Idris Elba reveals start date for upcoming ‘Luther’ movie

"I’m so excited about it, it’s been a long time coming."

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If you’ve been patiently waiting for updates on Idris Elba‘s new Luther movie, have we got good news for you!

According to a report by Variety, Elba has recently revealed the long-awaited film adaptation of his uber-popular BBC series “Luther” is set to start production later this year.

While speaking to the publication on Friday, the actor who will also be executive producing the project confirmed, “We go into production, fingers crossed, in September. I’m so excited about it, it’s been a long time coming.”

“We’re very, very close to pulling the green light on production,” he added.

In the series, Elba plays John Luther, a detective chief inspector working for the Serious Crime Unit of the U.K. police, who often puts his job ahead of his tumultuous personal life.

Idris Elba thegrio.com
Director Idris Elba poses for a portrait to promote the film “Yardie” at the Music Lodge during the Sundance Film Festival on Sunday, Jan. 21, 2018, in Park City, Utah. (Photo by Taylor Jewell/Invision/AP)

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While audiences have been incredibly loyal to the show both in the U.K. and the U.S., in April, the series made headlines after BBC diversity manager Miranda Wayland made controversial statements implying Luther’s character didn’t feel authentic as a Black protagonist.

When it first came out everybody loved the fact that Idris Elba was in there — a really strong, Black character lead. We all fell in love with him. Who didn’t, right? But after you got into about the second series you got kind of, like, okay, he doesn’t have any Black friends, he doesn’t eat any Caribbean food, this doesn’t feel authentic,” Wayland opined while speaking at digital MIPTV.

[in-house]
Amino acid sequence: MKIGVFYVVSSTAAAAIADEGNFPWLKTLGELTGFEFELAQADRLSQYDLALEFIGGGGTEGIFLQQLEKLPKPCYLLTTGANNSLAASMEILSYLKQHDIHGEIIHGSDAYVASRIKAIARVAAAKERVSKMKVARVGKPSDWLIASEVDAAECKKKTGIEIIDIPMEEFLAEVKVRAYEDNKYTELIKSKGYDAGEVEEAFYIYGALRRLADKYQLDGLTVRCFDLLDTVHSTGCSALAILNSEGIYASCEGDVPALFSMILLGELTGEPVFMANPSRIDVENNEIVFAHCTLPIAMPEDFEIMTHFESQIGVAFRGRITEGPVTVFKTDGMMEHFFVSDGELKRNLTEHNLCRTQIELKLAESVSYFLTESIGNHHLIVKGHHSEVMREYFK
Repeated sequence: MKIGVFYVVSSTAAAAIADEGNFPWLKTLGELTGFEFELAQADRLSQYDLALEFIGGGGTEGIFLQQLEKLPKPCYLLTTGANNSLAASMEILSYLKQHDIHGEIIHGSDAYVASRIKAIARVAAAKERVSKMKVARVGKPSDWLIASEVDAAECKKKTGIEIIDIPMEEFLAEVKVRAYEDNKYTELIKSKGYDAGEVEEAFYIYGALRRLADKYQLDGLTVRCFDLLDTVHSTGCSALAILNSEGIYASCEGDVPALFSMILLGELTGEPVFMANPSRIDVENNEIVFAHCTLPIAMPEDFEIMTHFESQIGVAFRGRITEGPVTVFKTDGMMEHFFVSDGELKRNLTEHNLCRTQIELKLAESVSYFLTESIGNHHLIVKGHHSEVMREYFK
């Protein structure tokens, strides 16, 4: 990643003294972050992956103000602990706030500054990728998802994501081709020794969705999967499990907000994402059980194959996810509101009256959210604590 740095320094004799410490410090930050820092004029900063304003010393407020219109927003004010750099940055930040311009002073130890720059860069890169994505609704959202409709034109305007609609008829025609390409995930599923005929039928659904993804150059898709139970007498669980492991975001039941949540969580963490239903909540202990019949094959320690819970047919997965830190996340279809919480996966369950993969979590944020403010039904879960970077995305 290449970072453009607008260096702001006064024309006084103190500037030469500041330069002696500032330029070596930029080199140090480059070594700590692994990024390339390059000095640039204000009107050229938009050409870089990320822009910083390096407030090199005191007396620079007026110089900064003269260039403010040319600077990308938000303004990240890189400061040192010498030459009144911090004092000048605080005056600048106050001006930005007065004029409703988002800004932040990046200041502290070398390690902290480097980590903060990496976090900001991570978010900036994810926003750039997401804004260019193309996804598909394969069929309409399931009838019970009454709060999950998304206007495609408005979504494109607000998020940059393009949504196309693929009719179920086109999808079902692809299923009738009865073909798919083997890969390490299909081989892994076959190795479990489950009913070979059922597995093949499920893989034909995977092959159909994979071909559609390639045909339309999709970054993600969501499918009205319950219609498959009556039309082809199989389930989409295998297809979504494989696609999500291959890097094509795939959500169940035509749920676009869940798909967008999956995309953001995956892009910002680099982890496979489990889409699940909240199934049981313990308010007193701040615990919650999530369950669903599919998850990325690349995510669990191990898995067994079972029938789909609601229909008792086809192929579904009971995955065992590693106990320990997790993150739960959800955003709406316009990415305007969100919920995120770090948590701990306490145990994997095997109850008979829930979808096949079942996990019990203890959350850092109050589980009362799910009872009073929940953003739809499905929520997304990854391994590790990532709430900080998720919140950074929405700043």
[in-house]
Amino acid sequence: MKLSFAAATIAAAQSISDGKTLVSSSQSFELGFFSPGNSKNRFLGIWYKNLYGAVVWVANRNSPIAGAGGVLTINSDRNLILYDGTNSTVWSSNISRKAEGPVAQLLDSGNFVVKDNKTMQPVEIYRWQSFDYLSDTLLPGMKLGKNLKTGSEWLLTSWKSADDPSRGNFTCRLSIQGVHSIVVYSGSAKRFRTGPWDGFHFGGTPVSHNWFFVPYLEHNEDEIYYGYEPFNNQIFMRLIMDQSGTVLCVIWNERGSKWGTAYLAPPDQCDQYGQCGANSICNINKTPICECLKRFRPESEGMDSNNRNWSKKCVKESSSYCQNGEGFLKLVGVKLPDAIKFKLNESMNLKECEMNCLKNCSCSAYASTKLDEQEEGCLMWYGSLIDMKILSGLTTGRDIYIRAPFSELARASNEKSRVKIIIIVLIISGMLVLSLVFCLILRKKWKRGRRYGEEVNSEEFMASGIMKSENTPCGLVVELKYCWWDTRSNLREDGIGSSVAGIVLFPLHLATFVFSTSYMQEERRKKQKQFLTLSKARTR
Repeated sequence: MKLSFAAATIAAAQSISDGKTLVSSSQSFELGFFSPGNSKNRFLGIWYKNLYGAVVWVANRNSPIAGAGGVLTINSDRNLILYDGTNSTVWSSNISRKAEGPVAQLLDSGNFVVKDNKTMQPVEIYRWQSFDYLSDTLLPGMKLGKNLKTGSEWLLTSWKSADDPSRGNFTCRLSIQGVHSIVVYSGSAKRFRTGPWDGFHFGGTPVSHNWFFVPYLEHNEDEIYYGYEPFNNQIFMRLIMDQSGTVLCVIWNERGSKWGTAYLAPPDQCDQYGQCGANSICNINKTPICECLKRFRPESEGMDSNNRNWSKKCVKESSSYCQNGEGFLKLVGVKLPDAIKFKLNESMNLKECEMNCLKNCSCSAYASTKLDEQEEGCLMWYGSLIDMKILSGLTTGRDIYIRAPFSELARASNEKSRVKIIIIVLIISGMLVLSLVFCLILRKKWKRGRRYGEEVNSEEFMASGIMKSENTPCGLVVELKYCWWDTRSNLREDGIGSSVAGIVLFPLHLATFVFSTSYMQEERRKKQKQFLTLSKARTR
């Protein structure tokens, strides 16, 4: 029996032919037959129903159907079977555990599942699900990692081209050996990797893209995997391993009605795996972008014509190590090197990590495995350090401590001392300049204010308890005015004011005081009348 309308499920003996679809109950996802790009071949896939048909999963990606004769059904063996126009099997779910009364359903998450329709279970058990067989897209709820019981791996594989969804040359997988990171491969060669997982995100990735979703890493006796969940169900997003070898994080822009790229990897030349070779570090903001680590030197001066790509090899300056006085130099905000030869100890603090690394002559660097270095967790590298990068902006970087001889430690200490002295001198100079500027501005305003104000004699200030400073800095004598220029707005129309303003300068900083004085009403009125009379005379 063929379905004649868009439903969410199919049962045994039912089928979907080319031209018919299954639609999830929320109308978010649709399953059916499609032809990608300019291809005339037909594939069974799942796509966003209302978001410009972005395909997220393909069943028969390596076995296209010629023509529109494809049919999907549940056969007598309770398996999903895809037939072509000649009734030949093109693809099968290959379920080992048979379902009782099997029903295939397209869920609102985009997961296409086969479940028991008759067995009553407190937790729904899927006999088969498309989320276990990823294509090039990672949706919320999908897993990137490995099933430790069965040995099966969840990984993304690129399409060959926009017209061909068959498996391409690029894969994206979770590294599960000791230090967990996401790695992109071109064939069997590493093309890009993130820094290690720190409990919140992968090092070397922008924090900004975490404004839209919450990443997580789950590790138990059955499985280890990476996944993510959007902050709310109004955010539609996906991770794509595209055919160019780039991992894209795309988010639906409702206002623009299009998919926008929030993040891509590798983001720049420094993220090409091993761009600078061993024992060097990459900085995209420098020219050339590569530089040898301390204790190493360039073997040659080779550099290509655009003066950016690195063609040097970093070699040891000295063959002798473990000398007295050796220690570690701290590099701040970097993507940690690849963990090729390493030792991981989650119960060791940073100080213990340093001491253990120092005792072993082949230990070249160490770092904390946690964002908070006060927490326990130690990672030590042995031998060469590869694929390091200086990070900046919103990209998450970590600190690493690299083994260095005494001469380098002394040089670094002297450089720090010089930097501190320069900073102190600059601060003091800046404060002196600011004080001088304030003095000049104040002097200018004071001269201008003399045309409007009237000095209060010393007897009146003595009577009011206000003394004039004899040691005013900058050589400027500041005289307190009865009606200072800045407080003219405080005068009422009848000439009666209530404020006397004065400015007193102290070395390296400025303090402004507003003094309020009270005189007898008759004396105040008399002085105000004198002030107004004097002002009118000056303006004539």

Wayland praised television for having “those big landmark shows with those key characters” but noted that it was still important to ensure that the “environment” and the “culture” of Black characters is “absolutely reflective” of the communities they represent.

She went on to elaborate, “It will be very much about how can we make sure that this program is authentic in terms of the storytelling.”

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According to the Evening Standard, Elba seemingly weighed in on the debate sparked on social media by Wayland’s comments and posted a quote in his Instagram story, stating, “We must not pull ourselves backwards, only push ourselves forwards.”

The BBC also formally clapped back by telling the Independent: “Luther is a multi-award winning crime drama series and the iconic role of DCI John Luther has become one of TV’s most powerful detective characters of which we are tremendously proud. The BBC is committed to its continued investment in diversity and recent BBC One dramasMay Destroy You and Small Axe are testament to that. Of course people can have open discussions about our shows but that doesn’t mean it’s a statement of policy.”

It remains to be seen if any of the critiques about the protagonist in the series needing a more authentically Black narrative will be addressed into the upcoming film adaptation. But “Luther” is currently set up as a 20th Century Fox Television, BBC Worldwide Productions and Chernin Entertainment production.

In addition to Elba, Peter Chernin, Julie Gardner, Katherine Pope and Jane Tranter have also come on board as executive producers. 

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